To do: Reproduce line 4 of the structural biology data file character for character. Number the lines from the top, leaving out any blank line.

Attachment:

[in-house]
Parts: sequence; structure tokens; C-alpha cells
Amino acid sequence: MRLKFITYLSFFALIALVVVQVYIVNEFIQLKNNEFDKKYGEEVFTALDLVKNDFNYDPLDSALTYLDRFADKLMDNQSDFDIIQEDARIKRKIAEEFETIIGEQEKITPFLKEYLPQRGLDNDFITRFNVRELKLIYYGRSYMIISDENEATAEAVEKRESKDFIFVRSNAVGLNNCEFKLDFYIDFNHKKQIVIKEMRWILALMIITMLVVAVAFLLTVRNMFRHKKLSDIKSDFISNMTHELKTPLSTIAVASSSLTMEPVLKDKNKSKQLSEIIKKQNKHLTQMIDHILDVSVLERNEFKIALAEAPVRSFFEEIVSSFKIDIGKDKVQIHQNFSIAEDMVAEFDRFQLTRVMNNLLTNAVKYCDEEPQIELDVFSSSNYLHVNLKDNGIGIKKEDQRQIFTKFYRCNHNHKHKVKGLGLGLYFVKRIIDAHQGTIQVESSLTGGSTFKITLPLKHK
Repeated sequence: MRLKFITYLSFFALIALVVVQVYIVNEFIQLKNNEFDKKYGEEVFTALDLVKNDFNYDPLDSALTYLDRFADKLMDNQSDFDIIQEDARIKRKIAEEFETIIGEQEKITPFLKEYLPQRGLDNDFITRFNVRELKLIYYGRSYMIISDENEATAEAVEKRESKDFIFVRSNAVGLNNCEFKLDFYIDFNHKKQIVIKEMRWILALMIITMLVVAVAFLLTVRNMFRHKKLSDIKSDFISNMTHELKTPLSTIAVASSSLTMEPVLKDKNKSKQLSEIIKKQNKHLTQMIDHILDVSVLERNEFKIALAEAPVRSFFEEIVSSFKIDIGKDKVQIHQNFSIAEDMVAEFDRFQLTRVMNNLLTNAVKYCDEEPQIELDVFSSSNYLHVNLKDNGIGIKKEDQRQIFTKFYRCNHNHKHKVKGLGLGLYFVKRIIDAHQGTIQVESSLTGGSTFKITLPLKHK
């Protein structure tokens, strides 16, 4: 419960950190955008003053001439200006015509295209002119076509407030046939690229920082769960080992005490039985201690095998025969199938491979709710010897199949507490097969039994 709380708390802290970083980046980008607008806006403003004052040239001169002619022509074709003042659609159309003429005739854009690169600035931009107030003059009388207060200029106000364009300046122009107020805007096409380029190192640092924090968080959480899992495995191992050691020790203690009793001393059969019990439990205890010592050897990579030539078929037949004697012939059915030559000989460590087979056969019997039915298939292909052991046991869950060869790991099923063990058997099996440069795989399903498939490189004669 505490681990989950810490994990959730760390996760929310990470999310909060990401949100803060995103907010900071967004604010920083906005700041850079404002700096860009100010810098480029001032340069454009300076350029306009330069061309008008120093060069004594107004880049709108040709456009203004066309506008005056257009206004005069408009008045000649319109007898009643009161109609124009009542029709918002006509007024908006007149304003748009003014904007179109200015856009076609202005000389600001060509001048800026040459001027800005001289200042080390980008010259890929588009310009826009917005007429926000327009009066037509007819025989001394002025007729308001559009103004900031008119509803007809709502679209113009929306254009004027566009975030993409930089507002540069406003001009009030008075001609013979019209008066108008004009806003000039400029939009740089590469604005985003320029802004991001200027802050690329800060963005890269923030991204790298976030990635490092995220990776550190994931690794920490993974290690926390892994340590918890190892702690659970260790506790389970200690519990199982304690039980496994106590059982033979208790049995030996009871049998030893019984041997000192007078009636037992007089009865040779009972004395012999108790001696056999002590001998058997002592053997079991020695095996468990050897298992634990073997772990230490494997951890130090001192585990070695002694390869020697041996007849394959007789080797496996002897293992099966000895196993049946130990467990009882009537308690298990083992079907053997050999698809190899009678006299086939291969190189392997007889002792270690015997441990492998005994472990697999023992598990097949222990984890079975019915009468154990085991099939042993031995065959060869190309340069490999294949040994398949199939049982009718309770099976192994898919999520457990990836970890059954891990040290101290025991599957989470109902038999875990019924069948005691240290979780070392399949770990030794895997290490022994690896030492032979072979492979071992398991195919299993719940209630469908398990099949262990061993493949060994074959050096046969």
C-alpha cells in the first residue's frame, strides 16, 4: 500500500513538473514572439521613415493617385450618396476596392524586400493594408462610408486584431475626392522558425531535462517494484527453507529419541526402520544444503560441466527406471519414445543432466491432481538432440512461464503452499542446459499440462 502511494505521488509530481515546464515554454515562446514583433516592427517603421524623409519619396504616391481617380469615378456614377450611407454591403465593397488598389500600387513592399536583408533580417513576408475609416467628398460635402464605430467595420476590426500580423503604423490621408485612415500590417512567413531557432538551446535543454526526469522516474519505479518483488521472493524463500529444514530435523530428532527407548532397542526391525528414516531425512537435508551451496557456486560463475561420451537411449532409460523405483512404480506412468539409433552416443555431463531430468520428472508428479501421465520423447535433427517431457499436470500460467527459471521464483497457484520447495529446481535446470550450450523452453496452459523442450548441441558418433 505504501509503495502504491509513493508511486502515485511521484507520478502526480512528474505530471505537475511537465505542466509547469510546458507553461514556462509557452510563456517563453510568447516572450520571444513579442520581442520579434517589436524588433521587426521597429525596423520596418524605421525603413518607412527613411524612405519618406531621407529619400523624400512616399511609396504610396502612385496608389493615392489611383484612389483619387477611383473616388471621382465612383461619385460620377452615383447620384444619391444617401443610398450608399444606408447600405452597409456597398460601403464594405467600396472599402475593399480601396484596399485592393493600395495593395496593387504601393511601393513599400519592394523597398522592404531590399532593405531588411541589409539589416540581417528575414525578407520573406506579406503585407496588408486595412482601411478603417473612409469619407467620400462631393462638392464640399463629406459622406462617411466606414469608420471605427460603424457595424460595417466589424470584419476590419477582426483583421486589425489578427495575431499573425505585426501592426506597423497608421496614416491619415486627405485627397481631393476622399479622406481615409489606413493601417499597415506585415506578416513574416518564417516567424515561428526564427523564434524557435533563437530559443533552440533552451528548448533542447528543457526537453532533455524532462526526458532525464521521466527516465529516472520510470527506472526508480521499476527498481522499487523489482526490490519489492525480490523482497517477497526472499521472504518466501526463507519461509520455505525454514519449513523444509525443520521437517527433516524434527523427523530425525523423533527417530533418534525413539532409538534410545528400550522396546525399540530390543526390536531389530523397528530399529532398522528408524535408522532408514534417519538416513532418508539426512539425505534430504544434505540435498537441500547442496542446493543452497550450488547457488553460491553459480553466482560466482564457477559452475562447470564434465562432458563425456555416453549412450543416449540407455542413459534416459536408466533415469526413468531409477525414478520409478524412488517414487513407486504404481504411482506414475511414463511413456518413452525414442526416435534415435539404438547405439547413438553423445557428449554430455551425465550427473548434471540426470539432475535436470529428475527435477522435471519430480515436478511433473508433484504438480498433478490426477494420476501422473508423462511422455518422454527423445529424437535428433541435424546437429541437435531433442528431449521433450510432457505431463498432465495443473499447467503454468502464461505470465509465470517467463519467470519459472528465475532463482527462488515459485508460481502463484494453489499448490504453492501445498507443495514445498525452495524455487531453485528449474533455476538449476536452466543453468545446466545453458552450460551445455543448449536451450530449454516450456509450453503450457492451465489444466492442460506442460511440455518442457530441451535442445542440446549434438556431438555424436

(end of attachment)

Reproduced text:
Repeated sequence: MRLKFITYLSFFALIALVVVQVYIVNEFIQLKNNEFDKKYGEEVFTALDLVKNDFNYDPLDSALTYLDRFADKLMDNQSDFDIIQEDARIKRKIAEEFETIIGEQEKITPFLKEYLPQRGLDNDFITRFNVRELKLIYYGRSYMIISDENEATAEAVEKRESKDFIFVRSNAVGLNNCEFKLDFYIDFNHKKQIVIKEMRWILALMIITMLVVAVAFLLTVRNMFRHKKLSDIKSDFISNMTHELKTPLSTIAVASSSLTMEPVLKDKNKSKQLSEIIKKQNKHLTQMIDHILDVSVLERNEFKIALAEAPVRSFFEEIVSSFKIDIGKDKVQIHQNFSIAEDMVAEFDRFQLTRVMNNLLTNAVKYCDEEPQIELDVFSSSNYLHVNLKDNGIGIKKEDQRQIFTKFYRCNHNHKHKVKGLGLGLYFVKRIIDAHQGTIQVESSLTGGSTFKITLPLKHK